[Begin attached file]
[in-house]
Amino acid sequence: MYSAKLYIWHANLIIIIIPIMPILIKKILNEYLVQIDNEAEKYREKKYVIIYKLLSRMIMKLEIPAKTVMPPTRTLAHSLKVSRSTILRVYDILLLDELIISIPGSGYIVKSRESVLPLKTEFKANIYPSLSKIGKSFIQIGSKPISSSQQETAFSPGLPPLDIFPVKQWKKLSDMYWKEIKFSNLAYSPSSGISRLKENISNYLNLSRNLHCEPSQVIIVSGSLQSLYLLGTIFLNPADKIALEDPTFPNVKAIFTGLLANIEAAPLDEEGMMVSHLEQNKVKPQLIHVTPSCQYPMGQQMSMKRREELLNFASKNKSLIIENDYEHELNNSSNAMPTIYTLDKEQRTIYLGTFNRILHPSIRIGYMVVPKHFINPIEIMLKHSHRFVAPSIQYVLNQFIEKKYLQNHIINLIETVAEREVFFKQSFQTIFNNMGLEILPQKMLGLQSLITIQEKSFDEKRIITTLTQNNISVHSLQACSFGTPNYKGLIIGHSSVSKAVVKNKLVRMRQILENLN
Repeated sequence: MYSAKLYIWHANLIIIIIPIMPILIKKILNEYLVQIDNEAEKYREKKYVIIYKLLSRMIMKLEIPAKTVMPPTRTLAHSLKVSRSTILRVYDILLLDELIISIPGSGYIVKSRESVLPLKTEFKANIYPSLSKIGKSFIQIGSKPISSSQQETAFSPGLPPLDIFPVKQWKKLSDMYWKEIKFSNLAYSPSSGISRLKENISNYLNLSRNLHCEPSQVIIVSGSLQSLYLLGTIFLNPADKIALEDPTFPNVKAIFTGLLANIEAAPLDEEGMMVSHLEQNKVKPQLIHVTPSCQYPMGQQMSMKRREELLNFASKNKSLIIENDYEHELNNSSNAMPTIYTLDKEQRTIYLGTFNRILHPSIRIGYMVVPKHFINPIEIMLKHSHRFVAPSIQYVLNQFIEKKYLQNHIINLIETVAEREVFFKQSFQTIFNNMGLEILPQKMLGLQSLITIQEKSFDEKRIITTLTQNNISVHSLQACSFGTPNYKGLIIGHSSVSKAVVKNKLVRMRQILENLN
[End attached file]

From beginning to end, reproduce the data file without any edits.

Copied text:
[in-house]
Amino acid sequence: MYSAKLYIWHANLIIIIIPIMPILIKKILNEYLVQIDNEAEKYREKKYVIIYKLLSRMIMKLEIPAKTVMPPTRTLAHSLKVSRSTILRVYDILLLDELIISIPGSGYIVKSRESVLPLKTEFKANIYPSLSKIGKSFIQIGSKPISSSQQETAFSPGLPPLDIFPVKQWKKLSDMYWKEIKFSNLAYSPSSGISRLKENISNYLNLSRNLHCEPSQVIIVSGSLQSLYLLGTIFLNPADKIALEDPTFPNVKAIFTGLLANIEAAPLDEEGMMVSHLEQNKVKPQLIHVTPSCQYPMGQQMSMKRREELLNFASKNKSLIIENDYEHELNNSSNAMPTIYTLDKEQRTIYLGTFNRILHPSIRIGYMVVPKHFINPIEIMLKHSHRFVAPSIQYVLNQFIEKKYLQNHIINLIETVAEREVFFKQSFQTIFNNMGLEILPQKMLGLQSLITIQEKSFDEKRIITTLTQNNISVHSLQACSFGTPNYKGLIIGHSSVSKAVVKNKLVRMRQILENLN
Repeated sequence: MYSAKLYIWHANLIIIIIPIMPILIKKILNEYLVQIDNEAEKYREKKYVIIYKLLSRMIMKLEIPAKTVMPPTRTLAHSLKVSRSTILRVYDILLLDELIISIPGSGYIVKSRESVLPLKTEFKANIYPSLSKIGKSFIQIGSKPISSSQQETAFSPGLPPLDIFPVKQWKKLSDMYWKEIKFSNLAYSPSSGISRLKENISNYLNLSRNLHCEPSQVIIVSGSLQSLYLLGTIFLNPADKIALEDPTFPNVKAIFTGLLANIEAAPLDEEGMMVSHLEQNKVKPQLIHVTPSCQYPMGQQMSMKRREELLNFASKNKSLIIENDYEHELNNSSNAMPTIYTLDKEQRTIYLGTFNRILHPSIRIGYMVVPKHFINPIEIMLKHSHRFVAPSIQYVLNQFIEKKYLQNHIINLIETVAEREVFFKQSFQTIFNNMGLEILPQKMLGLQSLITIQEKSFDEKRIITTLTQNNISVHSLQACSFGTPNYKGLIIGHSSVSKAVVKNKLVRMRQILENLN